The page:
Olympic gold medallist claims her blood pressure meds caused positive drugs test

Dawn Harper-Nelson, the 2008 Olympic hurdles champion, is serving a three-month ban.

Harper-Nelson: banned until the end of February.
Harper-Nelson: banned until the end of February.
Image: Kin Cheung

AMERICAN ATHLETE DAWN Harper-Nelson, the 2008 Olympic champion in the 100m hurdles, has been banned following a positive drugs test.

Harper-Nelson, 32, was handed a three-month ban after an out-of-competition test in December came back positive for the banned diuretic hydrochlorothiazide.

In handing down the ban, which has been in effect since 1 December, the US Anti-Doping Agency said that it accepted her explanation that the positive had been caused by prescribed blood pressure medication.

“Recently, I was rushed to the emergency room where I was diagnosed with high blood pressure,” Harper-Nelson said in a statement on Twitter.

“As a result my physician prescribed a non-performance enhancing medication for high blood pressure that contained Hydrochlorothiazide, water pill.

I never hid my use of this required medication, but did fail to fully understand how it’s [sic] administration was governed by current doping protocols.

“I take full responsibility of my mistake and have fully cooperated with IAAF and USADA in the handling of the matter.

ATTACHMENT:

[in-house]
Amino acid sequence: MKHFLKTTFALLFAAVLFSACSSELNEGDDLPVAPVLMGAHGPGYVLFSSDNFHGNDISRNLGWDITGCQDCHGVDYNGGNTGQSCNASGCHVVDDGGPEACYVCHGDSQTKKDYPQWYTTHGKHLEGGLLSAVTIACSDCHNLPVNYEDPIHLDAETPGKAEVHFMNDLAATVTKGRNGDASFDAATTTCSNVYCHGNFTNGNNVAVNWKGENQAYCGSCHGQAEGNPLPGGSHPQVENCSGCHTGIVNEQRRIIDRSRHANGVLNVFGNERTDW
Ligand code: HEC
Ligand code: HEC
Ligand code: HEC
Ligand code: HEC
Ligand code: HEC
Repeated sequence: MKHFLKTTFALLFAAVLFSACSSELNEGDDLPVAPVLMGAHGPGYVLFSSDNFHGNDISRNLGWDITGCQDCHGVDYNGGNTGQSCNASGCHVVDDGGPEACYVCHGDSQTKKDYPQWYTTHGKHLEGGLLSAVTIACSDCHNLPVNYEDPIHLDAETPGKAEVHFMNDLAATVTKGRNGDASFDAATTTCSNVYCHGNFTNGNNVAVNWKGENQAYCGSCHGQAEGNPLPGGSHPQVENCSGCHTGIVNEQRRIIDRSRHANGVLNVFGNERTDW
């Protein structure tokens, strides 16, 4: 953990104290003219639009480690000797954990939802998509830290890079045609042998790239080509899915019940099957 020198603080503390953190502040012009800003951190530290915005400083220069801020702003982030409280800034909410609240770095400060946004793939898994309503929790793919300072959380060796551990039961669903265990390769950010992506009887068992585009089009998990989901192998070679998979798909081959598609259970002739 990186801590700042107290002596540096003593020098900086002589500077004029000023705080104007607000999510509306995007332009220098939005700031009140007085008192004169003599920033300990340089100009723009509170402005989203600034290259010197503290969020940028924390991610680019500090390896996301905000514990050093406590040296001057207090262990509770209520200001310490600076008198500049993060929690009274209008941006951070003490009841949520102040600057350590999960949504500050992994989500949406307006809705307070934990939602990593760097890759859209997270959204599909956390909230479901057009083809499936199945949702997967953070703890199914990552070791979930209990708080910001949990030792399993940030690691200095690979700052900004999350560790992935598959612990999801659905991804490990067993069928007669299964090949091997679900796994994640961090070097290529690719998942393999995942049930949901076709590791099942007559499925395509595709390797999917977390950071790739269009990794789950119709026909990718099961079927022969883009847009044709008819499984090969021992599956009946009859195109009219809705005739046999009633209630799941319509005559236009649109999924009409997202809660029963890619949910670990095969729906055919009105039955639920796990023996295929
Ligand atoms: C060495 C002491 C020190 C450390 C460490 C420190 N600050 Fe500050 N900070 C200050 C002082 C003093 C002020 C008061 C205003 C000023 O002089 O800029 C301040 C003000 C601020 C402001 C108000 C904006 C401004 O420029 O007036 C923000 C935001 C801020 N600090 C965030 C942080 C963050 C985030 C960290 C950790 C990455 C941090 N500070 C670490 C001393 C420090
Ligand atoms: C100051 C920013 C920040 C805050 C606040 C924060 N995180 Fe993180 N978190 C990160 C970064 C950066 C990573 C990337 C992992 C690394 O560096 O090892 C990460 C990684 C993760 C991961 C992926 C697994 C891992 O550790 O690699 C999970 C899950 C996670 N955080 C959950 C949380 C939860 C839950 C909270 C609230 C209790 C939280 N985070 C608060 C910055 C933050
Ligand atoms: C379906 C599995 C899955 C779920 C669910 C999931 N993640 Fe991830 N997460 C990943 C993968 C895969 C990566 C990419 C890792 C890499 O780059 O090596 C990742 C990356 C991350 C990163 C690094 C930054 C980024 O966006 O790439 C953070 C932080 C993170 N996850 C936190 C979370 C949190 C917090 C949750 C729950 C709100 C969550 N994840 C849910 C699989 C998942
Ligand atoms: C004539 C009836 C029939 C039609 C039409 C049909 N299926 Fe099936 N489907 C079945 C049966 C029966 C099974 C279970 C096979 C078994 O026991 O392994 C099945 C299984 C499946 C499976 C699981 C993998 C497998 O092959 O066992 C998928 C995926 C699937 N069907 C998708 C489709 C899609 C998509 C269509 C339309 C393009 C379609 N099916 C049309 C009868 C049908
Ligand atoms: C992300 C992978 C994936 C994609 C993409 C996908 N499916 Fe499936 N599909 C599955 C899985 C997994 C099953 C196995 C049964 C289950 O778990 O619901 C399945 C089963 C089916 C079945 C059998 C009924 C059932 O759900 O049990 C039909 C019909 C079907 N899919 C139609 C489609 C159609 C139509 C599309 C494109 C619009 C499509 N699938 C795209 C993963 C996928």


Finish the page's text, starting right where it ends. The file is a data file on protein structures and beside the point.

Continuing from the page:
“I have learned a valuable lesson and hope my mistake will serve as a reminder to all athletes to be diligent in thoroughly checking any and all prescribed medications.”

Harper-Nelson won Olympic gold in Beijing in 2008, running a personal best of 12.54 in the final.

She shaved even more time off that PB when she returned to defend her title in London four years later, running 12.37, but had to settle for silver as she finished two-hundredths of a second behind Australia’s Sally Pearson.

USADA said: “Following an investigation into the circumstances of her case, including Harper-Nelson’s medical records, USADA has accepted Harper-Nelson’s explanation that her positive test was caused by a blood pressure medication she was prescribed by a physician to treat hypertension.

“Harper-Nelson further explained that she made efforts to determine if the medication contained prohibited substances; however, due to using partial search terms, those efforts were unsuccessful.”

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Niall Kelly

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